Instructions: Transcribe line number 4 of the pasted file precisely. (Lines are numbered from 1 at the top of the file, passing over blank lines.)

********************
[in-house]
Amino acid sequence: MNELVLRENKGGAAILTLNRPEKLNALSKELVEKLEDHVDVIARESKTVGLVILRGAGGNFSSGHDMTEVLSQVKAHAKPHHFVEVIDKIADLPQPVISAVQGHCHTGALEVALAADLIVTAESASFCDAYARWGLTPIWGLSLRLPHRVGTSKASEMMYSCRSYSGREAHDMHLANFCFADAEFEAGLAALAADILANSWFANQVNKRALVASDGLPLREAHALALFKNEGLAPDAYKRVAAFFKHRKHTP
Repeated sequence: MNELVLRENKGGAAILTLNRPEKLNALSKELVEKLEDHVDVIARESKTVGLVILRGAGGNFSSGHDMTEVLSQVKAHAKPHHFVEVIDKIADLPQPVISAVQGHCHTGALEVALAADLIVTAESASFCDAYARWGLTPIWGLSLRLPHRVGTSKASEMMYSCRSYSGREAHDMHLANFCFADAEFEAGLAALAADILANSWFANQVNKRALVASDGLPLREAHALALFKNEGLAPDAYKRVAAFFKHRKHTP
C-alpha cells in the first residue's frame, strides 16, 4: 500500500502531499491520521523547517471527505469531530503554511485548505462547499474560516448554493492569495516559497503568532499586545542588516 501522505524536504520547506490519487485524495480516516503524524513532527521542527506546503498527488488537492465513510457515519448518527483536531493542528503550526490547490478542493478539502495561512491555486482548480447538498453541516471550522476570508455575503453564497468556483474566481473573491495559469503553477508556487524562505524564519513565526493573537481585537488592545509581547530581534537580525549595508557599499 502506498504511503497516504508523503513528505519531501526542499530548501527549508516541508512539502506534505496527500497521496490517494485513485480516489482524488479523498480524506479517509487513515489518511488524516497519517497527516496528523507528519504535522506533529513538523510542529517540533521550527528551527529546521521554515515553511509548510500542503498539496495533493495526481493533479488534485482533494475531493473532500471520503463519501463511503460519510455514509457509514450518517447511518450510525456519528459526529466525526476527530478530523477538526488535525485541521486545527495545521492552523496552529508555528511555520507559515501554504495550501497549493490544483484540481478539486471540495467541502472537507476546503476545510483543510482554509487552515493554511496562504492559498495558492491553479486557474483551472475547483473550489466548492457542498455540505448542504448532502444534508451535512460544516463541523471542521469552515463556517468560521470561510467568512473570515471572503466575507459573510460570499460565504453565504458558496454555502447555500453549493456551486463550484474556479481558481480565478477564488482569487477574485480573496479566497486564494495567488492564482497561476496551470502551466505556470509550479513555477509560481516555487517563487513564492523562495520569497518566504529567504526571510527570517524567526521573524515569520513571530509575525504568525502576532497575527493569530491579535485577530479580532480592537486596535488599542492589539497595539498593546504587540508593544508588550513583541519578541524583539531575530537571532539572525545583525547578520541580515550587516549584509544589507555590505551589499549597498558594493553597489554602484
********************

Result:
C-alpha cells in the first residue's frame, strides 16, 4: 500500500502531499491520521523547517471527505469531530503554511485548505462547499474560516448554493492569495516559497503568532499586545542588516 501522505524536504520547506490519487485524495480516516503524524513532527521542527506546503498527488488537492465513510457515519448518527483536531493542528503550526490547490478542493478539502495561512491555486482548480447538498453541516471550522476570508455575503453564497468556483474566481473573491495559469503553477508556487524562505524564519513565526493573537481585537488592545509581547530581534537580525549595508557599499 502506498504511503497516504508523503513528505519531501526542499530548501527549508516541508512539502506534505496527500497521496490517494485513485480516489482524488479523498480524506479517509487513515489518511488524516497519517497527516496528523507528519504535522506533529513538523510542529517540533521550527528551527529546521521554515515553511509548510500542503498539496495533493495526481493533479488534485482533494475531493473532500471520503463519501463511503460519510455514509457509514450518517447511518450510525456519528459526529466525526476527530478530523477538526488535525485541521486545527495545521492552523496552529508555528511555520507559515501554504495550501497549493490544483484540481478539486471540495467541502472537507476546503476545510483543510482554509487552515493554511496562504492559498495558492491553479486557474483551472475547483473550489466548492457542498455540505448542504448532502444534508451535512460544516463541523471542521469552515463556517468560521470561510467568512473570515471572503466575507459573510460570499460565504453565504458558496454555502447555500453549493456551486463550484474556479481558481480565478477564488482569487477574485480573496479566497486564494495567488492564482497561476496551470502551466505556470509550479513555477509560481516555487517563487513564492523562495520569497518566504529567504526571510527570517524567526521573524515569520513571530509575525504568525502576532497575527493569530491579535485577530479580532480592537486596535488599542492589539497595539498593546504587540508593544508588550513583541519578541524583539531575530537571532539572525545583525547578520541580515550587516549584509544589507555590505551589499549597498558594493553597489554602484